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Brigandine
Time Period: 14th-16th century
Location: Europe
Common Construction: Steel plates sewn on the inside of a garment

Brigandine consists of a typical garment with metal plates sewn to the inside. In the accompanying picture, the metal plates normally hidden under the garment are highlighted.

Brigandine had two main uses. When combined with a chain mail shirt, the protection approached that of plated armor for less expense. It was worn by footsoldiers named "brigands". The modern meaning of the word refers to a robber or outlaw, but during the time period when this armor was worn, brigand was a type of soldier. This is the source of confusion that leads video games and other fantasy media to portray Brigandine as armor used by bandits and highwaymen because from a distance the armor looked like regular clothing.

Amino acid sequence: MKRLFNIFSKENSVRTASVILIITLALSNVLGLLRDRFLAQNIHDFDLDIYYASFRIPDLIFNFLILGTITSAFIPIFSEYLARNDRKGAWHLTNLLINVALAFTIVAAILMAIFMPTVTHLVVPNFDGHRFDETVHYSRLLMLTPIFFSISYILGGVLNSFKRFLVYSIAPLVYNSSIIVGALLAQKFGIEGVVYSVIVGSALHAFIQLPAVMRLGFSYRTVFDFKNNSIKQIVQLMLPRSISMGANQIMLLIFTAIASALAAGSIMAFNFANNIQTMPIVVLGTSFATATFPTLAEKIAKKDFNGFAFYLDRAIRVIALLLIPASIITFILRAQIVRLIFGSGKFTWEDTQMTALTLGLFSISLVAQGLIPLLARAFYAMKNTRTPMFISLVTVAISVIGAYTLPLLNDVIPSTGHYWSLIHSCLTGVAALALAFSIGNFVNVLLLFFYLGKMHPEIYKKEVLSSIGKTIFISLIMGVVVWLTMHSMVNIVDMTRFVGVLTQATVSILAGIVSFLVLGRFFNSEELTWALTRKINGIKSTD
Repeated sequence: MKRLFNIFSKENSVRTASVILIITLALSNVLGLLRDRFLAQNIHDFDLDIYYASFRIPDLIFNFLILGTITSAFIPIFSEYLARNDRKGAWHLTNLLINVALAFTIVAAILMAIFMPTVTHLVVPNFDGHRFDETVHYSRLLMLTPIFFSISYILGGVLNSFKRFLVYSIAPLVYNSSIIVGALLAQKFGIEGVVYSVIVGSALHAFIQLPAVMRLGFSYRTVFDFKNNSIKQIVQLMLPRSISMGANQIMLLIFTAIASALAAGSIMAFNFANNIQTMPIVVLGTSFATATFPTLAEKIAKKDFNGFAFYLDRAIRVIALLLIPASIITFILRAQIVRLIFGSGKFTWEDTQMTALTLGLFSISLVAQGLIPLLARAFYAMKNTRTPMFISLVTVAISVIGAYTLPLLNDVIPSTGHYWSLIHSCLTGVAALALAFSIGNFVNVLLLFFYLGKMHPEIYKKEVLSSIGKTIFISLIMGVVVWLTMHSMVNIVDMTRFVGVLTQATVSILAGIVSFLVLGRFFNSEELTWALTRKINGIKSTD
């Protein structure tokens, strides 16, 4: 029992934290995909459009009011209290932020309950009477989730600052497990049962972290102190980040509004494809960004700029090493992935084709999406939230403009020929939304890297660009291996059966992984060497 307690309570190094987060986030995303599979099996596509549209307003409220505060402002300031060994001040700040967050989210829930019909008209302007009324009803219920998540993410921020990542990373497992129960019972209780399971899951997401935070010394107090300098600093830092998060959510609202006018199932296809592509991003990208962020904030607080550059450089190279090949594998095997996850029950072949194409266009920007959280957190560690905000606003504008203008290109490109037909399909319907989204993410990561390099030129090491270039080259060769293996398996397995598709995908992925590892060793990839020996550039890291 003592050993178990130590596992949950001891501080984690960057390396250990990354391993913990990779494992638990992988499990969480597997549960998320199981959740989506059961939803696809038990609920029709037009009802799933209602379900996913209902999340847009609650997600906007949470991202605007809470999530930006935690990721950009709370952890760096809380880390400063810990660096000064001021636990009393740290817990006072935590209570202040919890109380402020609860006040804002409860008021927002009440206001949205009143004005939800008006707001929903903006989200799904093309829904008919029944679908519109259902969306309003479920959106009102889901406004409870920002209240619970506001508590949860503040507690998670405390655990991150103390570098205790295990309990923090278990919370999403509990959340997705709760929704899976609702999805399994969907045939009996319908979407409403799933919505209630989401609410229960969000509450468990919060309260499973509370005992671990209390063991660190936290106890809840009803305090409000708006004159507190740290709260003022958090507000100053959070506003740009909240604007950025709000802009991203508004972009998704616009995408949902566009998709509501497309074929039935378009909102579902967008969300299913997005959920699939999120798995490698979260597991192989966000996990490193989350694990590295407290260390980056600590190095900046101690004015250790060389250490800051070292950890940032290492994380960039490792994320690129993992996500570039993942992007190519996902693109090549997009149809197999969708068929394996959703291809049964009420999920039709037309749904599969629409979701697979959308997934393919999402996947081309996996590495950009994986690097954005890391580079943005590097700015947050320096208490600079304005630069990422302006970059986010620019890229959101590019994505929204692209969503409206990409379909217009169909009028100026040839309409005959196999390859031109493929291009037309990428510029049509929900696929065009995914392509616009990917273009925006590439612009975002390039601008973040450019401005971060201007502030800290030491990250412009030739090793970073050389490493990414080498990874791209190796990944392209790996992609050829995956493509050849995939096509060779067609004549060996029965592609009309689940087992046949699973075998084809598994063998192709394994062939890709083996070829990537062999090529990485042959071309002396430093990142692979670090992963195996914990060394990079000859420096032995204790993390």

The other use of Brigandine was for court dress. A doublet or jack could have metal plates sewn inside of it for protection while still giving the wearer the appearance of nobility. While there exists the romantic notion of political intrigue and the need to be protected at the royal court, the rivets are a dead giveaway and in reality the brigandine was more often a fashion statement of the day. The more elaborate the armor, the better a wealthy nobleman could show off in front of his peers.

Armor, England, France, Germany, History, Italy, Torso


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